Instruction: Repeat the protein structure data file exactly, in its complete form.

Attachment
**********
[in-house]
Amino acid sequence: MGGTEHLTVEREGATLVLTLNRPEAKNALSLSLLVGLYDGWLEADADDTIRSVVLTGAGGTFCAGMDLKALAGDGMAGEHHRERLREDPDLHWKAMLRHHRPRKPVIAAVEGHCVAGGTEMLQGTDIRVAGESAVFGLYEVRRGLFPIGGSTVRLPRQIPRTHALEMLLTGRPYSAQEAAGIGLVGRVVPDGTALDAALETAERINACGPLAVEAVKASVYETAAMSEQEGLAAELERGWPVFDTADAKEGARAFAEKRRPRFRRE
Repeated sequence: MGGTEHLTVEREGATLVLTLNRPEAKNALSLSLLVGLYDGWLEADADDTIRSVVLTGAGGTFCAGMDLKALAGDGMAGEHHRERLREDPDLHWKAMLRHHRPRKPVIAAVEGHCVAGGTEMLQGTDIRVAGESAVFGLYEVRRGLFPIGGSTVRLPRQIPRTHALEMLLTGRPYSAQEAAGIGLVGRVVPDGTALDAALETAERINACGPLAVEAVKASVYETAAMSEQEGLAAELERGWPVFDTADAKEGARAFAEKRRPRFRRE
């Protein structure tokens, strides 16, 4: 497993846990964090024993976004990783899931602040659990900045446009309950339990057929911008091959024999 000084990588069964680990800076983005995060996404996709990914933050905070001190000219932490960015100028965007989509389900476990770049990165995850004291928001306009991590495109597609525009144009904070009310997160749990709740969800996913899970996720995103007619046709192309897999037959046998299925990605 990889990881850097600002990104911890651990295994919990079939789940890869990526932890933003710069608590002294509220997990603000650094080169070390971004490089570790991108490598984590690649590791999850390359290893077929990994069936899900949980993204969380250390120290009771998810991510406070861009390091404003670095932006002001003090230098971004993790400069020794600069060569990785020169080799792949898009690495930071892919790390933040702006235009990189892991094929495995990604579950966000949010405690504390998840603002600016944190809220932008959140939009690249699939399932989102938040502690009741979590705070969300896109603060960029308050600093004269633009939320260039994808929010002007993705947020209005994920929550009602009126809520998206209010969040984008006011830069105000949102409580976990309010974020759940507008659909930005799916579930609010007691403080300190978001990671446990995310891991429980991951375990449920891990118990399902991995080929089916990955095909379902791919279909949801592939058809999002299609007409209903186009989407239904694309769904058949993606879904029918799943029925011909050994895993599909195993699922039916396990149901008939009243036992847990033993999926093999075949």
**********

[in-house]
Amino acid sequence: MGGTEHLTVEREGATLVLTLNRPEAKNALSLSLLVGLYDGWLEADADDTIRSVVLTGAGGTFCAGMDLKALAGDGMAGEHHRERLREDPDLHWKAMLRHHRPRKPVIAAVEGHCVAGGTEMLQGTDIRVAGESAVFGLYEVRRGLFPIGGSTVRLPRQIPRTHALEMLLTGRPYSAQEAAGIGLVGRVVPDGTALDAALETAERINACGPLAVEAVKASVYETAAMSEQEGLAAELERGWPVFDTADAKEGARAFAEKRRPRFRRE
Repeated sequence: MGGTEHLTVEREGATLVLTLNRPEAKNALSLSLLVGLYDGWLEADADDTIRSVVLTGAGGTFCAGMDLKALAGDGMAGEHHRERLREDPDLHWKAMLRHHRPRKPVIAAVEGHCVAGGTEMLQGTDIRVAGESAVFGLYEVRRGLFPIGGSTVRLPRQIPRTHALEMLLTGRPYSAQEAAGIGLVGRVVPDGTALDAALETAERINACGPLAVEAVKASVYETAAMSEQEGLAAELERGWPVFDTADAKEGARAFAEKRRPRFRRE
């Protein structure tokens, strides 16, 4: 497993846990964090024993976004990783899931602040659990900045446009309950339990057929911008091959024999 000084990588069964680990800076983005995060996404996709990914933050905070001190000219932490960015100028965007989509389900476990770049990165995850004291928001306009991590495109597609525009144009904070009310997160749990709740969800996913899970996720995103007619046709192309897999037959046998299925990605 990889990881850097600002990104911890651990295994919990079939789940890869990526932890933003710069608590002294509220997990603000650094080169070390971004490089570790991108490598984590690649590791999850390359290893077929990994069936899900949980993204969380250390120290009771998810991510406070861009390091404003670095932006002001003090230098971004993790400069020794600069060569990785020169080799792949898009690495930071892919790390933040702006235009990189892991094929495995990604579950966000949010405690504390998840603002600016944190809220932008959140939009690249699939399932989102938040502690009741979590705070969300896109603060960029308050600093004269633009939320260039994808929010002007993705947020209005994920929550009602009126809520998206209010969040984008006011830069105000949102409580976990309010974020759940507008659909930005799916579930609010007691403080300190978001990671446990995310891991429980991951375990449920891990118990399902991995080929089916990955095909379902791919279909949801592939058809999002299609007409209903186009989407239904694309769904058949993606879904029918799943029925011909050994895993599909195993699922039916396990149901008939009243036992847990033993999926093999075949």